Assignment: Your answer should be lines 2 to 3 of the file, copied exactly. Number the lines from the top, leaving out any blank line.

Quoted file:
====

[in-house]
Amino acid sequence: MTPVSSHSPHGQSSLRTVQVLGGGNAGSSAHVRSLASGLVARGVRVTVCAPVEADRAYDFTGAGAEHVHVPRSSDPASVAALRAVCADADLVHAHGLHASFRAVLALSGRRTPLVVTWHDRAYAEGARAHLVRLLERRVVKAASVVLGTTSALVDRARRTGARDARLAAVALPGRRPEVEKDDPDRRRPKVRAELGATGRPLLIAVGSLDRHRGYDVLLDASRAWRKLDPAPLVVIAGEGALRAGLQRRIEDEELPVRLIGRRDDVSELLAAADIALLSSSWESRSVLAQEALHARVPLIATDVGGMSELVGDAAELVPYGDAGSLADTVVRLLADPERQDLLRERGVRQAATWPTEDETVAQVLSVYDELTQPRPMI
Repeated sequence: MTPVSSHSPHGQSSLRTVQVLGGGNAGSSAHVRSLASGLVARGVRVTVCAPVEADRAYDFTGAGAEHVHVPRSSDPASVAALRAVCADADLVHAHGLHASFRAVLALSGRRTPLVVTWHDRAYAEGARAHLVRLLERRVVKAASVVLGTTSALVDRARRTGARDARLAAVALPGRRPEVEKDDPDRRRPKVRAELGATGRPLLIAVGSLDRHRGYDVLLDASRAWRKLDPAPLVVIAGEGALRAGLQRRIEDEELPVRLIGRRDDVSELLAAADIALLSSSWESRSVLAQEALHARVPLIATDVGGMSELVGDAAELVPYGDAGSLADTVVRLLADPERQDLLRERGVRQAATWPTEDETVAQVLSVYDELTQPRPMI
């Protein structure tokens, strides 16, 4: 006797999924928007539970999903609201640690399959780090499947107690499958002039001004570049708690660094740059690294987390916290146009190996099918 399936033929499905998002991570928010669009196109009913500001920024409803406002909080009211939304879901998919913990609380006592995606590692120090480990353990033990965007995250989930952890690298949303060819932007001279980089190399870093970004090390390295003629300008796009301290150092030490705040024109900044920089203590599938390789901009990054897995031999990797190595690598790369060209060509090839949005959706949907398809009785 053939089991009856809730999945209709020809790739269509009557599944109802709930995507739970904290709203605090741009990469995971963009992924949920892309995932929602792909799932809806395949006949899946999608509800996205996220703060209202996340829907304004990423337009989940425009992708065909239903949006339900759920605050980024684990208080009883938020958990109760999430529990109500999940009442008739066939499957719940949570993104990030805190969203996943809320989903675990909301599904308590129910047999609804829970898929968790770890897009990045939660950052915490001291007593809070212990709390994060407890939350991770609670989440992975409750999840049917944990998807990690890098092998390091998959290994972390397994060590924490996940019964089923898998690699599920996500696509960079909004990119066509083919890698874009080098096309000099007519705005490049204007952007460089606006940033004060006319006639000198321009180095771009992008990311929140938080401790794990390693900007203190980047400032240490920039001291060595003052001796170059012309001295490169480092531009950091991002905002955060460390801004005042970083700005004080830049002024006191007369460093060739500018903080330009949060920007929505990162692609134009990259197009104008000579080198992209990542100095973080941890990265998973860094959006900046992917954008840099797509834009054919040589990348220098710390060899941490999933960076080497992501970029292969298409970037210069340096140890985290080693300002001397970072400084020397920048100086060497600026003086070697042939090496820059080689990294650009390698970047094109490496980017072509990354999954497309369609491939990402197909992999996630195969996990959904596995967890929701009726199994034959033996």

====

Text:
Amino acid sequence: MTPVSSHSPHGQSSLRTVQVLGGGNAGSSAHVRSLASGLVARGVRVTVCAPVEADRAYDFTGAGAEHVHVPRSSDPASVAALRAVCADADLVHAHGLHASFRAVLALSGRRTPLVVTWHDRAYAEGARAHLVRLLERRVVKAASVVLGTTSALVDRARRTGARDARLAAVALPGRRPEVEKDDPDRRRPKVRAELGATGRPLLIAVGSLDRHRGYDVLLDASRAWRKLDPAPLVVIAGEGALRAGLQRRIEDEELPVRLIGRRDDVSELLAAADIALLSSSWESRSVLAQEALHARVPLIATDVGGMSELVGDAAELVPYGDAGSLADTVVRLLADPERQDLLRERGVRQAATWPTEDETVAQVLSVYDELTQPRPMI
Repeated sequence: MTPVSSHSPHGQSSLRTVQVLGGGNAGSSAHVRSLASGLVARGVRVTVCAPVEADRAYDFTGAGAEHVHVPRSSDPASVAALRAVCADADLVHAHGLHASFRAVLALSGRRTPLVVTWHDRAYAEGARAHLVRLLERRVVKAASVVLGTTSALVDRARRTGARDARLAAVALPGRRPEVEKDDPDRRRPKVRAELGATGRPLLIAVGSLDRHRGYDVLLDASRAWRKLDPAPLVVIAGEGALRAGLQRRIEDEELPVRLIGRRDDVSELLAAADIALLSSSWESRSVLAQEALHARVPLIATDVGGMSELVGDAAELVPYGDAGSLADTVVRLLADPERQDLLRERGVRQAATWPTEDETVAQVLSVYDELTQPRPMI